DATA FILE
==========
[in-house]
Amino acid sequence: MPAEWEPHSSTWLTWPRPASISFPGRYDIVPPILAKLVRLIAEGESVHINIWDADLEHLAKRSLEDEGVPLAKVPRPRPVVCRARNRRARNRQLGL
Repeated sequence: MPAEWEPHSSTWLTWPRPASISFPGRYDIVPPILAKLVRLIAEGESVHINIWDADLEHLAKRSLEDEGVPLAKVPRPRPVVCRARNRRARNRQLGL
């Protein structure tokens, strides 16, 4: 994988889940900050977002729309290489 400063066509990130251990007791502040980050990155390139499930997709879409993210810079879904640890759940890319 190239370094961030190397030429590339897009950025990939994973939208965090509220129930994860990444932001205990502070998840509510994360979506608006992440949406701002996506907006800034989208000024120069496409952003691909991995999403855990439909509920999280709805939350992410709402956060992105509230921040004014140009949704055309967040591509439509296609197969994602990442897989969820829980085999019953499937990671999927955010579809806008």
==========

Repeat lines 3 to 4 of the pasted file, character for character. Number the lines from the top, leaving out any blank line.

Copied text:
Repeated sequence: MPAEWEPHSSTWLTWPRPASISFPGRYDIVPPILAKLVRLIAEGESVHINIWDADLEHLAKRSLEDEGVPLAKVPRPRPVVCRARNRRARNRQLGL
């Protein structure tokens, strides 16, 4: 994988889940900050977002729309290489 400063066509990130251990007791502040980050990155390139499930997709879409993210810079879904640890759940890319 190239370094961030190397030429590339897009950025990939994973939208965090509220129930994860990444932001205990502070998840509510994360979506608006992440949406701002996506907006800034989208000024120069496409952003691909991995999403855990439909509920999280709805939350992410709402956060992105509230921040004014140009949704055309967040591509439509296609197969994602990442897989969820829980085999019953499937990671999927955010579809806008």